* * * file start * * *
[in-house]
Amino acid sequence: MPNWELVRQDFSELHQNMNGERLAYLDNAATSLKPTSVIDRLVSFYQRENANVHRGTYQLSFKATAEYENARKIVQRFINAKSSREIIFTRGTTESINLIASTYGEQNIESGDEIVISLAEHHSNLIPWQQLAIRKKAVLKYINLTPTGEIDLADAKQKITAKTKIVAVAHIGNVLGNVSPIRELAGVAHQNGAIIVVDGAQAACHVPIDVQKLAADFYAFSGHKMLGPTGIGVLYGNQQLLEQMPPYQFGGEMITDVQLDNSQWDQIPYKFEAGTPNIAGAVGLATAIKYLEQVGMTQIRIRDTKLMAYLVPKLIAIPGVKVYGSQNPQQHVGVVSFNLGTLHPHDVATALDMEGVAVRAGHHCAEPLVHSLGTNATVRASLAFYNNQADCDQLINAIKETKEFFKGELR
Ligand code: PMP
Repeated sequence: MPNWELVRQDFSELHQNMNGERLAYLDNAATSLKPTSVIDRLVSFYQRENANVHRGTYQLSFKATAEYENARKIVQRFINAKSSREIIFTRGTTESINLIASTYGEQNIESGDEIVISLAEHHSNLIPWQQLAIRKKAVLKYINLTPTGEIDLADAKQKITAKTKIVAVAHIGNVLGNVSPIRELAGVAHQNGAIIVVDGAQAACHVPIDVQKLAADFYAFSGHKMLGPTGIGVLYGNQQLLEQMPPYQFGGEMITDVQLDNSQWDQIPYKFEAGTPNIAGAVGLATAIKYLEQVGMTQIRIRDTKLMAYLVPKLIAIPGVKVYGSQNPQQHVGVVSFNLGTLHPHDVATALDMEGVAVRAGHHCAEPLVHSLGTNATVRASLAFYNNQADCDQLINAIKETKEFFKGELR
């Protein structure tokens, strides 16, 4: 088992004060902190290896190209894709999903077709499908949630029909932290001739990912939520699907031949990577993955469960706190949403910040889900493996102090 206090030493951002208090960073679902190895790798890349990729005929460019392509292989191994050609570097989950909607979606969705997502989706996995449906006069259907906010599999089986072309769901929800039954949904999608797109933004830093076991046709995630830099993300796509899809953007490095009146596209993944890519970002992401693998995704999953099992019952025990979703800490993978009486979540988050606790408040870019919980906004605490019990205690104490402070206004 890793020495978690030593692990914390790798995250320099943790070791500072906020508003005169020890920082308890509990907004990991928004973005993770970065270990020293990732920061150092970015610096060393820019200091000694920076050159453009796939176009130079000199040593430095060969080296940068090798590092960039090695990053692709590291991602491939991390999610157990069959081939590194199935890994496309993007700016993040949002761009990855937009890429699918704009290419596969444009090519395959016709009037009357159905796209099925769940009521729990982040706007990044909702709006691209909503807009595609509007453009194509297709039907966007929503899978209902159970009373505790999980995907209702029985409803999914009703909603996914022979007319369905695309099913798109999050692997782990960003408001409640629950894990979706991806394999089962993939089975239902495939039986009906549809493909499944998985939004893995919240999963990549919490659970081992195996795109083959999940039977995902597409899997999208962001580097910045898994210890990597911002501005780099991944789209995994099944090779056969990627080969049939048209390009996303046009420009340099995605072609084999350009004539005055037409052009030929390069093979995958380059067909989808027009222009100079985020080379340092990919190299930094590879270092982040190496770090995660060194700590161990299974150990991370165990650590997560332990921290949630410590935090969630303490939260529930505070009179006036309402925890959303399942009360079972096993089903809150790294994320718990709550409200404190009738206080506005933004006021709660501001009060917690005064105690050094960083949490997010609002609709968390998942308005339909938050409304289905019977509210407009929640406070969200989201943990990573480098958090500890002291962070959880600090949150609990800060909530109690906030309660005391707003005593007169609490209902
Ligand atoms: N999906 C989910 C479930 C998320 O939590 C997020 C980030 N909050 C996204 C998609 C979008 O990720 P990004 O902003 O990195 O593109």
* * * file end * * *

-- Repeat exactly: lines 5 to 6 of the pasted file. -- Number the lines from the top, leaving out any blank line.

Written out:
């Protein structure tokens, strides 16, 4: 088992004060902190290896190209894709999903077709499908949630029909932290001739990912939520699907031949990577993955469960706190949403910040889900493996102090 206090030493951002208090960073679902190895790798890349990729005929460019392509292989191994050609570097989950909607979606969705997502989706996995449906006069259907906010599999089986072309769901929800039954949904999608797109933004830093076991046709995630830099993300796509899809953007490095009146596209993944890519970002992401693998995704999953099992019952025990979703800490993978009486979540988050606790408040870019919980906004605490019990205690104490402070206004 890793020495978690030593692990914390790798995250320099943790070791500072906020508003005169020890920082308890509990907004990991928004973005993770970065270990020293990732920061150092970015610096060393820019200091000694920076050159453009796939176009130079000199040593430095060969080296940068090798590092960039090695990053692709590291991602491939991390999610157990069959081939590194199935890994496309993007700016993040949002761009990855937009890429699918704009290419596969444009090519395959016709009037009357159905796209099925769940009521729990982040706007990044909702709006691209909503807009595609509007453009194509297709039907966007929503899978209902159970009373505790999980995907209702029985409803999914009703909603996914022979007319369905695309099913798109999050692997782990960003408001409640629950894990979706991806394999089962993939089975239902495939039986009906549809493909499944998985939004893995919240999963990549919490659970081992195996795109083959999940039977995902597409899997999208962001580097910045898994210890990597911002501005780099991944789209995994099944090779056969990627080969049939048209390009996303046009420009340099995605072609084999350009004539005055037409052009030929390069093979995958380059067909989808027009222009100079985020080379340092990919190299930094590879270092982040190496770090995660060194700590161990299974150990991370165990650590997560332990921290949630410590935090969630303490939260529930505070009179006036309402925890959303399942009360079972096993089903809150790294994320718990709550409200404190009738206080506005933004006021709660501001009060917690005064105690050094960083949490997010609002609709968390998942308005339909938050409304289905019977509210407009929640406070969200989201943990990573480098958090500890002291962070959880600090949150609990800060909530109690906030309660005391707003005593007169609490209902
Ligand atoms: N999906 C989910 C479930 C998320 O939590 C997020 C980030 N909050 C996204 C998609 C979008 O990720 P990004 O902003 O990195 O593109």